Mr Frank Field (Birkenhead, Labour)
Of course it would, so we would keep the baby and the bathwater rather than throwing both out. I thought that my hon. Friend the Minister was saying to my hon. and learned Friend Vera Baird during their interesting interchange that when the report is published next year one suggestion that follows on might be to make good some of the glaring gaps in the national insurance system by ensuring that credit is given for jobs such as caring for vulnerable old people, to be taken into account when computing people's pension entitlement.
We must be able to pay for any proposals that we make in the election campaign. I agree that the Liberal Democrats have come up with a slightly hazy scheme of abolishing the Department of Trade and Industry, especially given that they want all its functions to be carried out elsewhere.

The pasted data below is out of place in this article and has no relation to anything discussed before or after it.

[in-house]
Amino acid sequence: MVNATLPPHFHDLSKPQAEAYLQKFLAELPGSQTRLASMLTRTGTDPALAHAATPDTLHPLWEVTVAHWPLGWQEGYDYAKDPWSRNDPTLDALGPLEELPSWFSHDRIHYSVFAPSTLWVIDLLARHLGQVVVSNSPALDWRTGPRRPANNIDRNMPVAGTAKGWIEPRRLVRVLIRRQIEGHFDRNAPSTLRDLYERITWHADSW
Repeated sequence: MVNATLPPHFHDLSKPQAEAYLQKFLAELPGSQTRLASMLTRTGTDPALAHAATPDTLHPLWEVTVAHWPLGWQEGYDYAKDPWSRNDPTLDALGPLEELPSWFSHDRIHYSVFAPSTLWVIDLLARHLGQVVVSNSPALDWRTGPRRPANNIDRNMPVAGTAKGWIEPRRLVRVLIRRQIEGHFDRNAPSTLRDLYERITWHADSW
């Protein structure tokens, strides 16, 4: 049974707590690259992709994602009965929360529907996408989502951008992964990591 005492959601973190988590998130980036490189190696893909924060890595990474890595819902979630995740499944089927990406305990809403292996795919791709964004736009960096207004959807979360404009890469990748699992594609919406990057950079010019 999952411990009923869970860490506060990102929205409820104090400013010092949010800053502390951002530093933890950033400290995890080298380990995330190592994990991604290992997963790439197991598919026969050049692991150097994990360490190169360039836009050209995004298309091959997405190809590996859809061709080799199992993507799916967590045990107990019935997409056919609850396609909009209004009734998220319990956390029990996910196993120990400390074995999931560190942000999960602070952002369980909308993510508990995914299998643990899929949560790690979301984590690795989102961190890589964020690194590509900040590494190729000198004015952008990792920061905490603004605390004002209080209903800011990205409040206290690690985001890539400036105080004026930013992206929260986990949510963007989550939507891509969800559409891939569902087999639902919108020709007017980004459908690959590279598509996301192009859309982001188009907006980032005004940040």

I leave this point with my hon. Friend the Minister, because I suspect that he knows the figures and he used to write about such matters when he was a free agent. This year is the first in which higher-rate taxpayers will take half the tax subsidy that goes towards pension savings. It is not the case, as Mr. Waterson suggested, that if we allowed such subsidy at only the standard rate—meaning that everyone was treated equally—we would rip £6 billion from the system. We would, however, find an extra £2 billion with which we could make payments to schemes such as those advocated by the Liberal Democrats. Given that our present tax subsidies support those with the most generous pension provisions to the greatest extent, we should have a little courage when fighting the next election and decide to redistribute some, but not all, of that money to the poorest people. That would go a long way towards ensuring that we could significantly increase payments to the over-75s through the national insurance system. Such a payment would have nothing to do with whether those people were citizens, but it would have a lot to do with whether they would vote for us.